When my patient Susan feels her neck
pain coming on, she drops whatever she’s doing at the time, turns on
her favorite CD, and begins her deep abdominal breathing exercises that put her in a calmer state of mind. If Susan is at home,
her teenagers know to leave her alone for a while until she has
finished her relaxation exercises and calmed her body and mind. If
she’s at work, Susan closes the door to her office and takes her phone
off the hook to allow a break from the frenetic workplace environment.
to drop what you’re doing and relax at will in the midst of having pain
is not an easy skill. Nevertheless, Susan and many of my patients have
found ways to interrupt the pain process whenever they feel the first
sign of tension or pain in their muscles and joints.
many of my patients use relaxation therapies to remove themselves
mentally and emotionally from the painful moment, pain is extremely
complex. Not only is it influenced by changes in your body chemistry,
there are environmental, psychological, and social triggers. Chronic
pain is not like an ear infection, where you can take an antibiotic
and, in a few days, there’s no more pain. There is no salve or ointment
that can cure it. Many times, your doctor cannot even find what’s
causing the pain. Unlike a fracture or a known disease, soft-tissue
pain may not appear on an x-ray or even respond to medical treatment.
Moreover, how do you measure pain? What may be horrible pain to you may
be considered mild to your colleague, or vice versa.
Calm the Mind to Calm the Body
pain is so elusive and difficult to measure, it lends itself well to
mind/body therapies. I have found in my clinic that relaxation
therapies are extremely effective in decreasing pain when used in
conjunction with moist heat applications (page 174) and medications.
Often when patients take pain medications over a long period of time,
their bodies adjust to that level of medication. However, when my
patients combine stress management and relaxation therapies along with
pain medications, most report having fewer episodes of debilitating
pain and some patients even take less pain medication. When they add
moist heat applications (or hot baths or showers) to the medications
and relaxation therapies, they experience even greater results with
less pain and increased mobility. Although no one is sure just how
relaxation exercises work to decrease pain, some researchers believe
that muscle relaxation might reduce the number of pain signals
delivered to the nervous system.
Change Your Pain Perception
are some studies showing that we can learn how to make our brains feel
less pain and react to pain so that it doesn’t bother us as much or
even at all. Surely you’ve heard stories of a person who can walk on
nails or hot coals without feeling pain. I recall reading about a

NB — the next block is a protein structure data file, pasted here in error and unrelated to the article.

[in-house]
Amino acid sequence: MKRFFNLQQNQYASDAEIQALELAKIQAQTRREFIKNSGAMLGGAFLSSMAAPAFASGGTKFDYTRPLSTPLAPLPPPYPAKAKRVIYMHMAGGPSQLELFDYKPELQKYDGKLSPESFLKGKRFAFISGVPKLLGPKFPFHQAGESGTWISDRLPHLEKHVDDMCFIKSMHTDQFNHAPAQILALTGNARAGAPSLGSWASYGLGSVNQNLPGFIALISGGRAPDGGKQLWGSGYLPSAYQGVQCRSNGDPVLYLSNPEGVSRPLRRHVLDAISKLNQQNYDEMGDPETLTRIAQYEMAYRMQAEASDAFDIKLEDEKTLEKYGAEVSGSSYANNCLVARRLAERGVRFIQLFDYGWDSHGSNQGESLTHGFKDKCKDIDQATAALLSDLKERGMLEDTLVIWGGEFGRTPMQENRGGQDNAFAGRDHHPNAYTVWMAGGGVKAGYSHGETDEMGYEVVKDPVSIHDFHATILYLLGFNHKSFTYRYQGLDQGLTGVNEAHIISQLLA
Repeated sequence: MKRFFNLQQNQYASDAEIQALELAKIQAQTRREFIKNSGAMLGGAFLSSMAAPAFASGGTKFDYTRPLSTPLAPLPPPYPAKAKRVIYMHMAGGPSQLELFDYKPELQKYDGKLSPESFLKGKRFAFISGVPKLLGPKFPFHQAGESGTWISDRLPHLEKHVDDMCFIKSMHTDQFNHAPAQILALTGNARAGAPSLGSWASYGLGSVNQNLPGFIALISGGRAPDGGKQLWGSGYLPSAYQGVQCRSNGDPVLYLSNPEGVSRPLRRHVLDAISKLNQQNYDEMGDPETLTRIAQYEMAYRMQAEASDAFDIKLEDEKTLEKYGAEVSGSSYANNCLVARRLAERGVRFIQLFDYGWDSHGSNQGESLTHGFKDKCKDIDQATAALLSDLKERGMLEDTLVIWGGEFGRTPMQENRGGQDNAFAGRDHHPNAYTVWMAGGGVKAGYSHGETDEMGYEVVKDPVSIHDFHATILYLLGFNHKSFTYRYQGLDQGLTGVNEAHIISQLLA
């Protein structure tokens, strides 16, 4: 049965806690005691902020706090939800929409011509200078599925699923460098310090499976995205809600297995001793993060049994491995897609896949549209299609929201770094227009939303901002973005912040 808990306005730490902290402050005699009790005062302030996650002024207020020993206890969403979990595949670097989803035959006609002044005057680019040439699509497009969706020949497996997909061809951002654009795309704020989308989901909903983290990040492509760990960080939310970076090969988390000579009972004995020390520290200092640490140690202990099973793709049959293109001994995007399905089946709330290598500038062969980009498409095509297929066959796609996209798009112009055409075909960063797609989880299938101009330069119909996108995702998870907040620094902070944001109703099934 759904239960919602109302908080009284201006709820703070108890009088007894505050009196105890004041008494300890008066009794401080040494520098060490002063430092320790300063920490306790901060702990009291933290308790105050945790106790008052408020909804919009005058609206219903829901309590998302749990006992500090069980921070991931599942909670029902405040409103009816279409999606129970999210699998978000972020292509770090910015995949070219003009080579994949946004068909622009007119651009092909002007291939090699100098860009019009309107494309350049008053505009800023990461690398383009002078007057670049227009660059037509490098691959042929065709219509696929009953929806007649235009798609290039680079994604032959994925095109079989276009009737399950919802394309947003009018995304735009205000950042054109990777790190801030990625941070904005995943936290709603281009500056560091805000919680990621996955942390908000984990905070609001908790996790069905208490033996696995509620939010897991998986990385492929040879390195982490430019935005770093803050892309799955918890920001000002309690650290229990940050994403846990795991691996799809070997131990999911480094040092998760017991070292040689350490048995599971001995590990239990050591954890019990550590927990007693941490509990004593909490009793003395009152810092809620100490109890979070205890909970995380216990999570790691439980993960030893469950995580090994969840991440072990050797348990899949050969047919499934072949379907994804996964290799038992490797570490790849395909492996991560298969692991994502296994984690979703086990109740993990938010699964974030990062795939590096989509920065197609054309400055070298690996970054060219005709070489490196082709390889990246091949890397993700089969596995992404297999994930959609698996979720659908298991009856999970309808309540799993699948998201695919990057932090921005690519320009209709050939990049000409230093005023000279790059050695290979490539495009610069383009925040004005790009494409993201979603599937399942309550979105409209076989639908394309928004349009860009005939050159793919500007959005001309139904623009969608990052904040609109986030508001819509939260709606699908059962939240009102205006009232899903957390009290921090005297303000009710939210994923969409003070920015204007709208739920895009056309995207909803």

mother who virtually lifted a car off her teenage son when the jack
collapsed on him while he was changing a tire. Another recently
reported story was of the young surfer in Hawaii who felt no pain when
her arm was taken off by a shark. Likewise, the soldier in Iraq who
miraculously never stopped in his effort to save his buddies even with
a severe injury to his leg, claimed to feel no pain.
these efforts used to be thought of as heroic, scientists can now show
some of the brain responses with the use of magnetic resonance imaging
(MRI) of the brain using special techniques. This functional
neuroimaging allows pain volunteers to see their brain activity while
feeling pain. As they try to control the pain using various mind/body
methods, the volunteers can then see how this changes brain activity.
Just thinking about your pain—creates pain. This is why relaxation therapies can help you regain control.
Start with Simple Strategies
beyond acceptance of your pain, it’s time to learn some easy ways to
relax and regain control of your life. For example, evaluating your
priorities and budgeting your time are excellent organizational skills
that can help you eliminate the “clutter” in your daily life. Saying no
when you are overly committed is another positive strategy you can
take—even though most people have a difficult time doing this. I
remember one patient, Marianne, telling me that simply getting the
nerve to say no to family and friends caused her more inner turmoil
than actually saying no!
Exercise Boosts Mood and Restful Sleep
super way to de-stress includes increasing exercise. Regular exercise
increases the neurotransmitter serotonin, helping to boost mood and
regulate sleep. Exercise also increases phenylethylamine, a natural
stimulant that also boosts a positive sense of well-being. In addition,
as I discussed in Rx #2, exercise keeps your joints moving in a full
range of motion and keeps your muscles and bones strong—all important
for living pain free.
also encourage my patients who have difficulty coping with stress to
greatly reduce their caffeine intake, as this food mimics the stress
response with a short-term rise in their blood pressure and heart rate.
Many patients have come to my office and found their usually normal
blood pressure and pulse elevated after having a cup or two of coffee.
Caffeine also heightens the side effects of pain medications, resulting
in feelings of trembling or high anxiety for some individuals.